The Law Library has a research guide on the bar exam. It currently reflects the bar exam as it will be administered in February, but will be updated to reflect the switch to the UBE. The NCBEX has some sample MBE questions, MPTs and MEE essay questions available at no cost. They offer sample MBEs for $50, and a number of MPT and MEE sample questions and answers that the Library is purchasing and will make available on reserve later this semester. The Library has several books with sample MBE questions—ask for them at the circulation desk.

Bryan Williams from the NY BOLE gave a presentation about the UBE at Pace Law School on Feb. 1, 2016. A recording is available here.

jack (1)The Law Library staff mourns the loss of its long-time Associate Director, Jack McNeill.  Jack died on Monday, January 18 after a courageous fight against cancer.  Jack came to Pace Law School in July 2000, and initially served as the Head of Reference Services.  Two years later, he was promoted to Associate Director, the position from which he retired in December 2015.

Jack’s fingerprints are all over the Pace Law Library.  He played a major role during the renovation project of 2006-2007, helping to develop a plan to reconfigure the physical plant and reorganize the collection.  Jack’s mother was a gifted painter, and I think Jack must have inherited some of her talent; he was able to visualize space in a way that eluded others.  Jack is responsible for the archival collections that are now housed in the Pace Law Library.  He secured a grant to develop the Sive Environmental Litigation Archives, and also created the Pace Law School Archives because he believed that the public record of the School should be preserved for the future.  Jack was responsible for the signage that accompanies the art work around the Library; it is both entertaining and educational, thanks to Jack’s tenacity in tracking down information about each piece.

Everyone who knew Jack will attest to his sweet, gentle nature, his patience, and his kindness.  In every sense of the word, he was a gentleman.  When Jack received his diagnosis, he was devastated, but his deep religious faith sustained him throughout his ordeal.  I never heard him complain about his bad luck; instead, he learned all he could about his condition and set about seeking treatment.  No matter how bad things got, he would smile and say, “Not to worry.  It’s all good.”  His courage was an inspiration.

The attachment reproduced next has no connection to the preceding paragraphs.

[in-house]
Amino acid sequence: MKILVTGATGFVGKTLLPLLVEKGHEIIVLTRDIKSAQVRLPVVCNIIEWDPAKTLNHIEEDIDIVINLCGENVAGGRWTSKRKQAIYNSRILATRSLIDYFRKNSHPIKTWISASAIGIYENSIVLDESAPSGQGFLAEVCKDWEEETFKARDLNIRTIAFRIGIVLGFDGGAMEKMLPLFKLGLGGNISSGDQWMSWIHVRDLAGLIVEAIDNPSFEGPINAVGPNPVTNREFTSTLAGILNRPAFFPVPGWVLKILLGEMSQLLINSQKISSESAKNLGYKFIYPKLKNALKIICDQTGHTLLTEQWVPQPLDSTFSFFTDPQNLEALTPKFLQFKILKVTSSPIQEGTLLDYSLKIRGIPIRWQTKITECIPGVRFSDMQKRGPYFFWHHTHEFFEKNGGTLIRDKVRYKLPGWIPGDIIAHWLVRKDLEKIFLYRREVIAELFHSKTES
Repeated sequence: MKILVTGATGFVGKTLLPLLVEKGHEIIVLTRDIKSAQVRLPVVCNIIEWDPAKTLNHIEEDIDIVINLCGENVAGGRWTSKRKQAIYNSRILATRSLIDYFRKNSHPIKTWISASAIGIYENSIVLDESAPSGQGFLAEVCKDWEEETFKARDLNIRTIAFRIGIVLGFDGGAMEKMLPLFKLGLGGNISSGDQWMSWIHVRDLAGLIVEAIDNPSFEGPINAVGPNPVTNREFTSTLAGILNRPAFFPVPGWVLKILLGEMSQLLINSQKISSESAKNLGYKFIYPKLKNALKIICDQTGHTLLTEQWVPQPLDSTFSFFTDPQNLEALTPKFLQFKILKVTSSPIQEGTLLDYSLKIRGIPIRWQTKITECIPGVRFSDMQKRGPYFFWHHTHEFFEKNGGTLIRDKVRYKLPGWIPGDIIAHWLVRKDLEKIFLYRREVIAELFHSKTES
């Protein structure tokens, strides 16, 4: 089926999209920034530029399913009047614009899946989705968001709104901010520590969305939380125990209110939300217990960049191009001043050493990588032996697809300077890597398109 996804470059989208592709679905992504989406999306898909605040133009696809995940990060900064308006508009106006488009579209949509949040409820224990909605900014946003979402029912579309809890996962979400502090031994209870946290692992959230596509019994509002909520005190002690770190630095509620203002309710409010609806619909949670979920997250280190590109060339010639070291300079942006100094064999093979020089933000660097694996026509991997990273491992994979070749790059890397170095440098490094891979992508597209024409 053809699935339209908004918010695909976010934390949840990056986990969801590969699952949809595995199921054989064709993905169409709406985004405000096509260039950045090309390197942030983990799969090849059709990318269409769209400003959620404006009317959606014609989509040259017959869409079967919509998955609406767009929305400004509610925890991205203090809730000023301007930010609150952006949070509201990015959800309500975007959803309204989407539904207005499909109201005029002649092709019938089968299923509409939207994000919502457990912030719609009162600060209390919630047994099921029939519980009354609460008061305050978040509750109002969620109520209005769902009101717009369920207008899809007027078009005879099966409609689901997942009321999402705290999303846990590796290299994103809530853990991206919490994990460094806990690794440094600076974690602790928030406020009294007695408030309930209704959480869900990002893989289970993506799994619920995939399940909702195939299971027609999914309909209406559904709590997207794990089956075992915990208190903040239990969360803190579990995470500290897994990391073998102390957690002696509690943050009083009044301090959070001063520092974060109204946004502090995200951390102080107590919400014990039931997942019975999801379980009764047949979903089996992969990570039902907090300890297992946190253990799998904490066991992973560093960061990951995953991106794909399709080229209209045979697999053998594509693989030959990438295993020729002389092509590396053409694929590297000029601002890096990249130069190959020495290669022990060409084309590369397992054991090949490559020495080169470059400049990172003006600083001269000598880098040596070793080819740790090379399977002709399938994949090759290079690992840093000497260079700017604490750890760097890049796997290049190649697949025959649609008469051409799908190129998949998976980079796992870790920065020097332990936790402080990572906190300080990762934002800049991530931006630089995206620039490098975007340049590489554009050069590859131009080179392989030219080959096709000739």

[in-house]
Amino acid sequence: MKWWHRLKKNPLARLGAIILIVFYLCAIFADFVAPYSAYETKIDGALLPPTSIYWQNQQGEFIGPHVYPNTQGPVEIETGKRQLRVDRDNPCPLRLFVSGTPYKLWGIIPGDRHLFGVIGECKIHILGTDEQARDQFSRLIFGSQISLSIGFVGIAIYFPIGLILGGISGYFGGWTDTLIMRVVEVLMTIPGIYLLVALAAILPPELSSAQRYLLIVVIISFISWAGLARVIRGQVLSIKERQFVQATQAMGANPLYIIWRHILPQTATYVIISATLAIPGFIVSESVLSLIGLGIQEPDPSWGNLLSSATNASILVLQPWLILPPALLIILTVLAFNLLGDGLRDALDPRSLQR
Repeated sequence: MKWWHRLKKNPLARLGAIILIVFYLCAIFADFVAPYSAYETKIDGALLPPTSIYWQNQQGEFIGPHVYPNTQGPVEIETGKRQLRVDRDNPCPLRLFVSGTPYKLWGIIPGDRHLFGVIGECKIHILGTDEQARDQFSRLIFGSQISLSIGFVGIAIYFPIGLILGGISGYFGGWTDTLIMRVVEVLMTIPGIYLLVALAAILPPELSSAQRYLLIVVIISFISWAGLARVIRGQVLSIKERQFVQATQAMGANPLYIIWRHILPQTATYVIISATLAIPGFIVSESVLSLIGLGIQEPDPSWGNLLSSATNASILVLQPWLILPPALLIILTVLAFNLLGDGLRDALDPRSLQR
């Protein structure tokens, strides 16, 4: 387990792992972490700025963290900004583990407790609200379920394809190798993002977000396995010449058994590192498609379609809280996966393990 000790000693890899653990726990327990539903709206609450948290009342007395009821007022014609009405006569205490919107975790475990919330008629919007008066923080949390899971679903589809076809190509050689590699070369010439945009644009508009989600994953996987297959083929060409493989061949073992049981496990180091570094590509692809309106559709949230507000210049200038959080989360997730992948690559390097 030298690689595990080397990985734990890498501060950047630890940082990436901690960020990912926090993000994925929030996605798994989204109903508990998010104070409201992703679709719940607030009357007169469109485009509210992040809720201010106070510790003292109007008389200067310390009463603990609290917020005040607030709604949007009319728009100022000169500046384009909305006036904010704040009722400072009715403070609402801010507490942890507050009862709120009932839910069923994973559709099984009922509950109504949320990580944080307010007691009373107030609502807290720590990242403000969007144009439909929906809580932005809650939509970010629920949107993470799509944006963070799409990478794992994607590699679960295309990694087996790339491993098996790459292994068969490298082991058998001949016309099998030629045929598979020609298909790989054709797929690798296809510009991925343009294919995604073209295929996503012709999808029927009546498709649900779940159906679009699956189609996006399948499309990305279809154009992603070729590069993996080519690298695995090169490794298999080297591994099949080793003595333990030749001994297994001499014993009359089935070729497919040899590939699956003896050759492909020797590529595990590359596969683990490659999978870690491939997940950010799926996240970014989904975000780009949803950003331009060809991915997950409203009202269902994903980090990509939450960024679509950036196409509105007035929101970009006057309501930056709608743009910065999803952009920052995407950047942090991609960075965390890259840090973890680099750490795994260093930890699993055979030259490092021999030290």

Jack was a native of Long Island, and received a B.A. from New York University, a J.D. from New York Law School, and an M.L.S. from the University of South Tampa.  Before coming to Pace, he worked at several academic law libraries, including St. Thomas University, Florida Atlantic University, and New York University.  He also engaged in the private practice of law for ten years.  Jack was professionally active.  He served as Chair of the Academic Libraries Special Interest Section of the American Association of Law Libraries in 2010-2011, and as president of the South Florida Association of Law Libraries in 1995-1996.  Jack made friends wherever he worked, and whenever I attended a conference, someone was sure to ask me about Jack and want to be remembered to him.

Jack enjoyed working with our students and faculty, and taught legal research in the first-year Legal Skills Program.  He served as a liaison to the Environmental Law Program, and wrote a blog that covered environmental law and related subject areas.  His primary concern was always to serve the students and the Law School.   Jack made a lasting and unique impact on the Pace Law Library, and he will be missed.